As for the link to the nearly 13-year old piece on Greg Crewdson, I think that's actually quite different. And interesting that you picked someone who is not only talented, but an incredibly nice guy.

Jessica Helfand
02.13.11 at 03:34

The 13 year old artice was a quick google search away and clearly offers a close parallel to the kind of influence pedaling that you decry in your post on Savage. I'm sure that Mr. Credson is a really nice/sweet/swell guy, and unlike the pink sheet's author I find Anna Gaskell's work consistently compelling in her own right - 13 years has demonstrated that.

All educators advocate for their students, through letters of recommendations, references and the like. The difference is the outsized influence that that a call from Mr. Crewdson has. Not many newly minted MFA's have their first solo show's at Mary Boone. Well at least not many with degrees from institutions other than Yale. It could be that all Yale MFA's are incredibly talented. Or it could be that the faculty advocates from other less prestigious schools are busy trying to get their own work shown at Mary Boone after 15 years of teaching at South East Tech.

Not to worry. Yale will continue to have plenty of it's Alumni win the Rome Prize. Little Savages indeed.
Yale Savage
02.13.11 at 06:50

dear ms. helfand,

do you really think that your experience is so different, and that this doesn't happen anymore? i'm shocked that you could have such blinders on.

i just reread your article, and you do really seem to think this doesn't happen anymore - "we share in a time-honored tradition of fairness". wow. let me just say this: it is much more subtle, likely unconscious, and insidious, than you may think. (it seems you think it was very obvious aping, in savage's case.)

a.

p.s. i say this as the graduate of a top west coast design school, and the winner of a fairly prestigious award in my field. not that i should even need to say either in order to claim validity - but we all know that's not true.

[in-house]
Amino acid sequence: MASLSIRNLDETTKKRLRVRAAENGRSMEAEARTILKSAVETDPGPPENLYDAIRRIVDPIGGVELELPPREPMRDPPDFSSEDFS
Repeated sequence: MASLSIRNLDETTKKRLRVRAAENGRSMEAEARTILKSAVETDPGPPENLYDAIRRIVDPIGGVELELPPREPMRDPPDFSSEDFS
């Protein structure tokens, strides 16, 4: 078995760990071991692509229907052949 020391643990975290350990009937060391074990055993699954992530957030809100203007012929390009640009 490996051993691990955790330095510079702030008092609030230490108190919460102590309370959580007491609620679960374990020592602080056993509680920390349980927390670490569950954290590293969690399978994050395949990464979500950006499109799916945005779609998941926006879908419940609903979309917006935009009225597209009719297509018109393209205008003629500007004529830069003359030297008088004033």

a.
02.15.11 at 03:14

Wait, are you trying to say that it's not what you do, it's who you know? SHOCKER!

Perhaps that is why, compared to Europe, the US awards precious few architecture commissions through competition.
David
02.16.11 at 02:39



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Jessica Helfand, a founding editor of Design Observer, is an award-winning graphic designer and writer and a former contributing editor and columnist for Print, Communications Arts and Eye magazines. A member of the Alliance Graphique Internationale and a recent laureate of the Art Director's Hall of Fame, Helfand received her B.A. and her M.F.A. from Yale University where she has taught since 1994.
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DESIGN OBSERVER JOBS









BOOKS BY Jessica Helfand

Scrapbooks: An American History
Yale University Press, 2008

Reinventing the Wheel
Winterhouse Editions, 2002

Screen: Essays on Graphic Design, New Media, and Visual Culture
Winterhouse Editions, 2001

Looking Closer 3
Allworth Press, 1999

Paul Rand: American Modernist
winterhouse Editions, 1998